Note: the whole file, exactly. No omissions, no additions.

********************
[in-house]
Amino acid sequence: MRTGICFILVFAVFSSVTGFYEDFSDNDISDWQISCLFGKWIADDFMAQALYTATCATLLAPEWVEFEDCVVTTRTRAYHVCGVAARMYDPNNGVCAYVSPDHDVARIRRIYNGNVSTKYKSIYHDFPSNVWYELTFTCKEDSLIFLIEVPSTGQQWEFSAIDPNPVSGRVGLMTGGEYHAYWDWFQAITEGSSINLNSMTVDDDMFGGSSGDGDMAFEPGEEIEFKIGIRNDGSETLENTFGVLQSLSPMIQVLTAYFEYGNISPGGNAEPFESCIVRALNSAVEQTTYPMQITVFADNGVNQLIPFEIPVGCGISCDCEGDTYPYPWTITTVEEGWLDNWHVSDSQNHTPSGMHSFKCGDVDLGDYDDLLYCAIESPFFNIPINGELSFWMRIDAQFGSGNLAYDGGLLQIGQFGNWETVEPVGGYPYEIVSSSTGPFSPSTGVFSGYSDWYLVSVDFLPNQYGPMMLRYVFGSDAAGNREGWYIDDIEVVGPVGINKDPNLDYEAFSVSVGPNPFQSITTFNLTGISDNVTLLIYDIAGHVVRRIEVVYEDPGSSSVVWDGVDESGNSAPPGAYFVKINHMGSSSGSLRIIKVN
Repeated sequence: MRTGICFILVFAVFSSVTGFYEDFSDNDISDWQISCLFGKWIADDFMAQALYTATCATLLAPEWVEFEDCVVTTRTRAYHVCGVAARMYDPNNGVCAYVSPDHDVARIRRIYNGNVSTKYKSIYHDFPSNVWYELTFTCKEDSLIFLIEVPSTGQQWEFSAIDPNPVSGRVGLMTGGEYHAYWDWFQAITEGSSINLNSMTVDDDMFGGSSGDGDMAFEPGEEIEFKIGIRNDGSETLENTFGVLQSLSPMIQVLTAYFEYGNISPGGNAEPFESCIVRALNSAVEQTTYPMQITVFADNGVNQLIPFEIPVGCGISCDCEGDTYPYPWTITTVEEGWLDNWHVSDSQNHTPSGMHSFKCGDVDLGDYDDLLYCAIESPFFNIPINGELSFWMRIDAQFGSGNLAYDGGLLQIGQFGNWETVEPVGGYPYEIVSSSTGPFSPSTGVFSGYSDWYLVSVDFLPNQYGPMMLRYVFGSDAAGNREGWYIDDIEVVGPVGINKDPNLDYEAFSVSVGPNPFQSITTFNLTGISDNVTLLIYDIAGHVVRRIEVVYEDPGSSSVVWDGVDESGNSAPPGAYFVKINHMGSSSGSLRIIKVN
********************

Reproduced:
[in-house]
Amino acid sequence: MRTGICFILVFAVFSSVTGFYEDFSDNDISDWQISCLFGKWIADDFMAQALYTATCATLLAPEWVEFEDCVVTTRTRAYHVCGVAARMYDPNNGVCAYVSPDHDVARIRRIYNGNVSTKYKSIYHDFPSNVWYELTFTCKEDSLIFLIEVPSTGQQWEFSAIDPNPVSGRVGLMTGGEYHAYWDWFQAITEGSSINLNSMTVDDDMFGGSSGDGDMAFEPGEEIEFKIGIRNDGSETLENTFGVLQSLSPMIQVLTAYFEYGNISPGGNAEPFESCIVRALNSAVEQTTYPMQITVFADNGVNQLIPFEIPVGCGISCDCEGDTYPYPWTITTVEEGWLDNWHVSDSQNHTPSGMHSFKCGDVDLGDYDDLLYCAIESPFFNIPINGELSFWMRIDAQFGSGNLAYDGGLLQIGQFGNWETVEPVGGYPYEIVSSSTGPFSPSTGVFSGYSDWYLVSVDFLPNQYGPMMLRYVFGSDAAGNREGWYIDDIEVVGPVGINKDPNLDYEAFSVSVGPNPFQSITTFNLTGISDNVTLLIYDIAGHVVRRIEVVYEDPGSSSVVWDGVDESGNSAPPGAYFVKINHMGSSSGSLRIIKVN
Repeated sequence: MRTGICFILVFAVFSSVTGFYEDFSDNDISDWQISCLFGKWIADDFMAQALYTATCATLLAPEWVEFEDCVVTTRTRAYHVCGVAARMYDPNNGVCAYVSPDHDVARIRRIYNGNVSTKYKSIYHDFPSNVWYELTFTCKEDSLIFLIEVPSTGQQWEFSAIDPNPVSGRVGLMTGGEYHAYWDWFQAITEGSSINLNSMTVDDDMFGGSSGDGDMAFEPGEEIEFKIGIRNDGSETLENTFGVLQSLSPMIQVLTAYFEYGNISPGGNAEPFESCIVRALNSAVEQTTYPMQITVFADNGVNQLIPFEIPVGCGISCDCEGDTYPYPWTITTVEEGWLDNWHVSDSQNHTPSGMHSFKCGDVDLGDYDDLLYCAIESPFFNIPINGELSFWMRIDAQFGSGNLAYDGGLLQIGQFGNWETVEPVGGYPYEIVSSSTGPFSPSTGVFSGYSDWYLVSVDFLPNQYGPMMLRYVFGSDAAGNREGWYIDDIEVVGPVGINKDPNLDYEAFSVSVGPNPFQSITTFNLTGISDNVTLLIYDIAGHVVRRIEVVYEDPGSSSVVWDGVDESGNSAPPGAYFVKINHMGSSSGSLRIIKVN